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Following this blog post you will find a draft statement called ‘Everyone is Welcome’. Over the last few years I have preached about the need to welcome everyone and show radical hospitality exemplified in Jesus’ ministry. I have begun each service with the statement that ‘whether you are a follower of Christ or on a spiritual journey, all are welcome to this sacred and holy space’. I want us to start to take real and practical steps to live out this sentiment. I want the community of Port Perry to know the principles of ‘welcome’ that are lived out at the Ascension.

We live in an increasingly pluralistic and multi-cultural society in the Diocese of Toronto. It is not unusual that I will hear my own teenage children asking me why the church still puts up barriers for certain groups? Our response may be that the Church does not have to replicate secular values and beliefs. To be sure that is true that not all secular values have a place in the Church. In many ways the Church is counter-cultural to values found in society as we emphasize the need for being a servant, loving thy neighbour, showing charity, and caring for the stranger. At the same time the rights and freedoms, values, and beliefs that are enshrined in law arise from the Judaeo-Christian values we learned as children. The fact is that Scripture and Christian traditions have shaped the society we live in. We should be proud of this heritage and not run away from it.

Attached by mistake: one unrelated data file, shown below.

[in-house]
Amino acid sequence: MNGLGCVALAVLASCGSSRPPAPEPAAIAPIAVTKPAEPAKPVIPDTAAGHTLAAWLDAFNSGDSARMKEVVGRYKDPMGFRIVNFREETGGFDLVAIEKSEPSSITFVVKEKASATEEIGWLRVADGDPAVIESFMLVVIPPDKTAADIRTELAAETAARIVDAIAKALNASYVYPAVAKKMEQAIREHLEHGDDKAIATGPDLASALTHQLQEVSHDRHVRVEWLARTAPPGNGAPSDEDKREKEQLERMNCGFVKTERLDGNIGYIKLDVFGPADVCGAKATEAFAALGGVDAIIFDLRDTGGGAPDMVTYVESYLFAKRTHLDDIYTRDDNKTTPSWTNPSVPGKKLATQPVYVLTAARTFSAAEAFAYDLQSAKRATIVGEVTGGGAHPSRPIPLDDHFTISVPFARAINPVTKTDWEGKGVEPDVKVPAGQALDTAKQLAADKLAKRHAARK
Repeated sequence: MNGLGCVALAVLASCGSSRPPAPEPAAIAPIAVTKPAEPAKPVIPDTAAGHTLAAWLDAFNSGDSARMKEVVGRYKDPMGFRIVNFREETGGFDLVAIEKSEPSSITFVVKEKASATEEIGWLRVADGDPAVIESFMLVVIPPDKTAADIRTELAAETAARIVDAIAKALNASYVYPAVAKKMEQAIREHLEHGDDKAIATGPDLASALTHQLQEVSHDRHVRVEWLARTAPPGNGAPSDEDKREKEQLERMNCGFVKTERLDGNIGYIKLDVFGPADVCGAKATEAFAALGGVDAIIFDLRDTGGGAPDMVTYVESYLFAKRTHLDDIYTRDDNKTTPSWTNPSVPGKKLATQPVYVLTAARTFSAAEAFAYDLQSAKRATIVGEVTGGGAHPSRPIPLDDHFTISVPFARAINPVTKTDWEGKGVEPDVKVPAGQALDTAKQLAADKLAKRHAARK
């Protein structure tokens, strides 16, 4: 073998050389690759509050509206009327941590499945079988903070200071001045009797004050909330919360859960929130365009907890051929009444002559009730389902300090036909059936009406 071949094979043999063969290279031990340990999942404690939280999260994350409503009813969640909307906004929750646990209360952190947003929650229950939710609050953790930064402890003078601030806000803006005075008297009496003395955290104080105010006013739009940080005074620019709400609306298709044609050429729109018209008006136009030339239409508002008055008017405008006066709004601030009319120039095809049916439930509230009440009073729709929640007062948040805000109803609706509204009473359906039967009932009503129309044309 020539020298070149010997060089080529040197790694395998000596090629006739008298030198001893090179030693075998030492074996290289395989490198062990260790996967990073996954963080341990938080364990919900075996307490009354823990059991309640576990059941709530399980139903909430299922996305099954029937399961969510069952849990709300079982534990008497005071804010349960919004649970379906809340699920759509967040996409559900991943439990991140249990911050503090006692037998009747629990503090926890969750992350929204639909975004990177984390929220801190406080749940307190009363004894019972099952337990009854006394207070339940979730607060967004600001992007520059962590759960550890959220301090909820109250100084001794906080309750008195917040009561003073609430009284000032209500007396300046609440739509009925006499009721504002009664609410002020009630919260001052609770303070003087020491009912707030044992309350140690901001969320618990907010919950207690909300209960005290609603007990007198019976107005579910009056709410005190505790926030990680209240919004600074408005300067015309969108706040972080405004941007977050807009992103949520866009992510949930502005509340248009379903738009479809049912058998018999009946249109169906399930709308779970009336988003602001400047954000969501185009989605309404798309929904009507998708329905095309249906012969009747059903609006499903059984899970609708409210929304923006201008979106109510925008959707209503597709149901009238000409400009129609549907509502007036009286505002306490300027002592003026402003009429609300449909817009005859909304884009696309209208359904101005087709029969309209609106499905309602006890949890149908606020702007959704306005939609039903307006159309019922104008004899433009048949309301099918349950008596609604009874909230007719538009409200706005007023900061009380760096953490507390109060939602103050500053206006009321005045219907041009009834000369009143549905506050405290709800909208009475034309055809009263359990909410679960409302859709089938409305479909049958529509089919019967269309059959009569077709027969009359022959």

On the fifth Sunday of Easter we will read Acts 11:1-18. Peter is describing his great vision that the mission of the early Church was also for the Gentiles. Peter states, “If God gave them the same gift he gave us who believed in Jesus Christ, then who am I? Could I stand in God’s way?” My friends, whether it was intended or not, I think that the Church has done a lot of standing in the way of allowing the gospel message to be shared with all people.  I think that this statement is one way for us to get out of the way and let Christ’s church be experienced equally and fully by all those that walk into its doors.

Finally, some made a very good point that if everyone is welcome do we need to list those communities which have been excluded? I think this is an important dialogue to have with one another. However, I think that there is a need to list these communities because they have been excluded and only they have felt the sting and pain caused by such exclusion.

The statement is as follows:


The Church of the Ascension is a place where God’s mercy, love, and grace is not only known but practiced. It brings these values into the community. Yet the church is also a place that is open to and invites the community within its walls. In faithfulness to the teachings and ministry of Jesus Christ, and mindful of our Anglican tradition that emphasizes God’s grace and reconciliation with all people, the Ascension welcomes all those who have ever felt excluded by the Church or their community because of their race, gender, sexual orientation, age, physical or mental challenges, financial resources, or family status. You are most welcome to this holy and sacred place we call the Ascension as we work together transforming our communities and answering God’s call to make our world a place of justice, peace, and mercy.